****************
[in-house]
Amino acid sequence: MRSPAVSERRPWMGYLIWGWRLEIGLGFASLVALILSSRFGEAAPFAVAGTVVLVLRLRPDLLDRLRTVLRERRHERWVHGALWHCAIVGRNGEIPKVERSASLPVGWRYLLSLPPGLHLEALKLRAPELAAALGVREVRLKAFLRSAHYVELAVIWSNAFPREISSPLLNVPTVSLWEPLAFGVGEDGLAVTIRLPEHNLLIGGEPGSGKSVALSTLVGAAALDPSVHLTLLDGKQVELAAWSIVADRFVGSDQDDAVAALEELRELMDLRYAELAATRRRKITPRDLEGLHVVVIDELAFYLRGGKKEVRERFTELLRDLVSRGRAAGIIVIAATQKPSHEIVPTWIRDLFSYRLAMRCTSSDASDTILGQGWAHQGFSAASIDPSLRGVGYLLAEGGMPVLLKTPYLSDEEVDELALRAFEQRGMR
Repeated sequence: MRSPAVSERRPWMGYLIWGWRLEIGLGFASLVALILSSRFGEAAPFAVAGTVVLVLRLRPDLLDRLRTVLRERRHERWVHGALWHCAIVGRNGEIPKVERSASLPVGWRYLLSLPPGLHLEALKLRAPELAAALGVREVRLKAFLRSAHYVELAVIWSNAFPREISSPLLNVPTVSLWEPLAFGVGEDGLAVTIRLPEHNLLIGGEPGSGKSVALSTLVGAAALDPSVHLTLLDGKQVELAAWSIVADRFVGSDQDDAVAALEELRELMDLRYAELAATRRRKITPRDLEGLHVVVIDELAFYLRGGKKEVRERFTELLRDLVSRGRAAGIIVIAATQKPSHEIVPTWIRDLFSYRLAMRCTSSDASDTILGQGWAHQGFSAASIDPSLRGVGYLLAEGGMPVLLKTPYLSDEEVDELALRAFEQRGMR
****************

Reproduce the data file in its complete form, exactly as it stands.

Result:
[in-house]
Amino acid sequence: MRSPAVSERRPWMGYLIWGWRLEIGLGFASLVALILSSRFGEAAPFAVAGTVVLVLRLRPDLLDRLRTVLRERRHERWVHGALWHCAIVGRNGEIPKVERSASLPVGWRYLLSLPPGLHLEALKLRAPELAAALGVREVRLKAFLRSAHYVELAVIWSNAFPREISSPLLNVPTVSLWEPLAFGVGEDGLAVTIRLPEHNLLIGGEPGSGKSVALSTLVGAAALDPSVHLTLLDGKQVELAAWSIVADRFVGSDQDDAVAALEELRELMDLRYAELAATRRRKITPRDLEGLHVVVIDELAFYLRGGKKEVRERFTELLRDLVSRGRAAGIIVIAATQKPSHEIVPTWIRDLFSYRLAMRCTSSDASDTILGQGWAHQGFSAASIDPSLRGVGYLLAEGGMPVLLKTPYLSDEEVDELALRAFEQRGMR
Repeated sequence: MRSPAVSERRPWMGYLIWGWRLEIGLGFASLVALILSSRFGEAAPFAVAGTVVLVLRLRPDLLDRLRTVLRERRHERWVHGALWHCAIVGRNGEIPKVERSASLPVGWRYLLSLPPGLHLEALKLRAPELAAALGVREVRLKAFLRSAHYVELAVIWSNAFPREISSPLLNVPTVSLWEPLAFGVGEDGLAVTIRLPEHNLLIGGEPGSGKSVALSTLVGAAALDPSVHLTLLDGKQVELAAWSIVADRFVGSDQDDAVAALEELRELMDLRYAELAATRRRKITPRDLEGLHVVVIDELAFYLRGGKKEVRERFTELLRDLVSRGRAAGIIVIAATQKPSHEIVPTWIRDLFSYRLAMRCTSSDASDTILGQGWAHQGFSAASIDPSLRGVGYLLAEGGMPVLLKTPYLSDEEVDELALRAFEQRGMR